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Archibald McIntyre Correspondence

Identifier: SC MS 0354

Scope and Contents

The collection consists of six multi-page letters written by different hands and on different stationery all addressed to Archibald McIntyre, mine owner in Pennsylvania and New York in 19th century.


  • Creation: 1825-1851


Language of Materials


Access Restrictions

Access Restrictions: Collection housed remotely. Users need to contact 24 hours in advance.

Use Restrictions

Collection is open for research.

Copyright Notice

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Biographical / Historical

Archibald McIntyre (1772-1858) was a lawyer, merchant, and politician who lived in Albany, New York and represented New York as a legislator, state comptroller and architect of the State's first lotteries. He was married and they had a daughter Ann Eliza (1807-1847) who married David Henderson. In 1826 McIntyre and Henderson discovered iron ore deposits in the Tahawus area near Newcomb, New York southeast of Mt. Marcy, highest point in the Adirondack Mountains. The region at the time was a lumbering area. Tahawus became the site of major mining and iron smelting in the Nineteenth Century New York State. Tahawus was a company town of the Adirondack Iron Works operating from 1827-1857. McIntyre has a section of the Adirondack Mountain range named after him. Now Tahawus is a ghost town within the Adirondack State Park system. In the early 1830s McIntyre acquired land in Lycoming area of Pennsylvania which a friend in Pottsville, PA speculated could have coal on this land. This speculation resulted in The Lycoming Coal Company. In 1848 by Pennsylvania General Assembly, McIntyre Township which constitutes the McIntyre Coal Basin was created out of Lewis Township to honor him because McIntyre founded the Williamsport and Elmira Railroad to haul iron and coal out of the area. The iron industry had little success in McIntyre as the ore was difficult to clean but the attempt to continue mining coal was made because of the railroad which was a boon to the area.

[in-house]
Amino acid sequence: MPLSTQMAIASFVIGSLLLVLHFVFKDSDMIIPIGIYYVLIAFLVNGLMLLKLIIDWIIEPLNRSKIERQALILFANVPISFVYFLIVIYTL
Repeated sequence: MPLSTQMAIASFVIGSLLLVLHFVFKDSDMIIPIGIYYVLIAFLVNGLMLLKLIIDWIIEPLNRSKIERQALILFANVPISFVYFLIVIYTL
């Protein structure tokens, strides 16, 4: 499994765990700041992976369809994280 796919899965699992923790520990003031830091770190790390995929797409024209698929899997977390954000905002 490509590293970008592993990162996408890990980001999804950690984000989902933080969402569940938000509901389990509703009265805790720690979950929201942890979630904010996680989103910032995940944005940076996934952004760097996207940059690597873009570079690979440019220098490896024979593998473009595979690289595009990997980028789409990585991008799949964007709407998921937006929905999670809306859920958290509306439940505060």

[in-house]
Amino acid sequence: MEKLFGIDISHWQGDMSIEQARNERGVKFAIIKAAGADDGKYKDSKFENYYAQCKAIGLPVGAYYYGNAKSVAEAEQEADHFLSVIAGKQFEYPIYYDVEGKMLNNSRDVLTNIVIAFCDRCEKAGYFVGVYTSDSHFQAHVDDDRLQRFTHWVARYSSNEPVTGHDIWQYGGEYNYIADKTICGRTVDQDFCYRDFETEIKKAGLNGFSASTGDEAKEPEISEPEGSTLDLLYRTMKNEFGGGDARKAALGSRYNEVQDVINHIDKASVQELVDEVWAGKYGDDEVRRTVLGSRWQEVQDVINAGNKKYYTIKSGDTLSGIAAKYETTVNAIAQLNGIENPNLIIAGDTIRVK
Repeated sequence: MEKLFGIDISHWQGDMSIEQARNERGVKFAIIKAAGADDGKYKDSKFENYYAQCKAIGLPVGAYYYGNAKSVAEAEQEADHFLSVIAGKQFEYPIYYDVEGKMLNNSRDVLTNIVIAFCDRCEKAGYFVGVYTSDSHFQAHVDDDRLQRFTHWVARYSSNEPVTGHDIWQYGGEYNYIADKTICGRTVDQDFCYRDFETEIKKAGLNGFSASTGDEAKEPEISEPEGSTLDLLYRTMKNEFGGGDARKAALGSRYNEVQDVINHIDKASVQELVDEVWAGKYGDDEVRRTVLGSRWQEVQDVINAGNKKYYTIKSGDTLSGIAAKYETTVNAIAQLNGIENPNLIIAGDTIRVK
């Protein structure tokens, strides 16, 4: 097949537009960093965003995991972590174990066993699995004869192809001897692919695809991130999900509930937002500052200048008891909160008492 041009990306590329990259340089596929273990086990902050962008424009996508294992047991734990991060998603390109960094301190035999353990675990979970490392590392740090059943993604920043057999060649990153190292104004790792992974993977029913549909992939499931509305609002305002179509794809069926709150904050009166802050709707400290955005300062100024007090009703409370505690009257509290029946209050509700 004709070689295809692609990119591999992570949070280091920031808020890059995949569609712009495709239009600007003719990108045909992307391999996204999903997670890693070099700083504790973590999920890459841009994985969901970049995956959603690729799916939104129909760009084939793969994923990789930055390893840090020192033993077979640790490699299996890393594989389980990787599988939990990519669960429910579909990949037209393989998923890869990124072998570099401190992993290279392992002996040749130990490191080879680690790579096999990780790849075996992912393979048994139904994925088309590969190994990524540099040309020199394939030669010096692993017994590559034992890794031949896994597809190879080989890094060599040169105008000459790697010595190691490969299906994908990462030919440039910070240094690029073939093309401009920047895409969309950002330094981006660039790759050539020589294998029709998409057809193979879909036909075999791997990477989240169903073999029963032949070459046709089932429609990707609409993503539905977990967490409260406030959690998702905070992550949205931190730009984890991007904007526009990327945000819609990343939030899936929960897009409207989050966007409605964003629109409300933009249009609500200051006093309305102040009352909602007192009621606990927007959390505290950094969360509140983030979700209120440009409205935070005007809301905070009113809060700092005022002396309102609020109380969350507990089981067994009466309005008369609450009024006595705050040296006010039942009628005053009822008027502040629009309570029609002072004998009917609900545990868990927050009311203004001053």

David Henderson (1793-1845) served as director of McIntyre's mining company and was a great innovator of mining techniques. He was killed in 1845 in a hunting accident in the Adirondack Mountain Range. He was married to McIntyre's oldest daughter Ann Eliza (1807-1847) who died within three years of her husband's death. The guardianship of the orphaned Henderson children became an ongoing dispute with the Henderson Estate and the remaining family. Apparently the manager of the estate had illegally invested money into a steelwork company [possibly Adirondack Steel Works, Jersey City, N.J.] apparently at McIntyre's request. It seemed to have been done in good faith as a court had given approval. Nevertheless this action caused concern for other members of the family, especially McIntyre's nephew Archibald (M) Robertson (in 1850 and 1852 he indentures land around Lausanne, Carbon County to Asa Packer, see SC MS 0359).

The McIntyre Coal Company was founded in 1870 by Jervis Langdon (1809-1870) in Lycoming County, Pennsylvania and continued to 1886. Langdon was a native of New York State. He married Olivia Lewis in 1832 settling in Elmira, N.Y. in 1845. They had three children. Their daughter Olivia (Livy) married Samuel L. Clemens (Mark Twain). Jervis was a ardent abolitionist and helped Frederick Douglass escape slavery. Langdon became prosperous in the lumber business in the Adirondack Mountains and wealthy in the coal trade which he entered in 1855. His extensive operations included mines in Pennsylvania and a huge rail and shipping network supplying coal to western New York State, Chicago and the Far West. Langdon made mining in Lycoming County a large scale operation resulting in the village of McIntyre, Pennsylvania founded around the coal mines. The McIntyre Mines worked the summit of the mountain a short distance from northeast Ralston, Pennsylvania. The McIntyre Coal Co. had a steep zigzag plane down the mountain where tram cars carring the coal down to the valley to the railroad was a great novelty to people seeing it on the passing trains. McIntyre is now a ghost town.


.5 Linear Feet (5 letters)


These letters give a brief glimpse into the mining business in the early Nineteenth Century. Alexander McIntyre to whom these letters are addressed was an ambitious entrepreneur in the coal and iron country of New York and Pennsylvania with his name being passed on to many sites in these states.


The materials are arranged chronologically.

Acquisition Information

Purchase from Eclectibles, Tolland, CT. June 5, 2018.


Archibald McIntyre CorrespondenceSC MS 0354
Eleanor Nothelfer and Berto Sicard
Description rules
Describing Archives: A Content Standard
Language of description
Script of description
Code for undetermined script
Language of description note
Lehigh University Library and Technology Services.

Repository Details

Part of the Lehigh University Special Collections Repository

Lehigh University
Linderman Library
30 Library Drive
Bethlehem PA 18045 USA
610-758-6091 (Fax)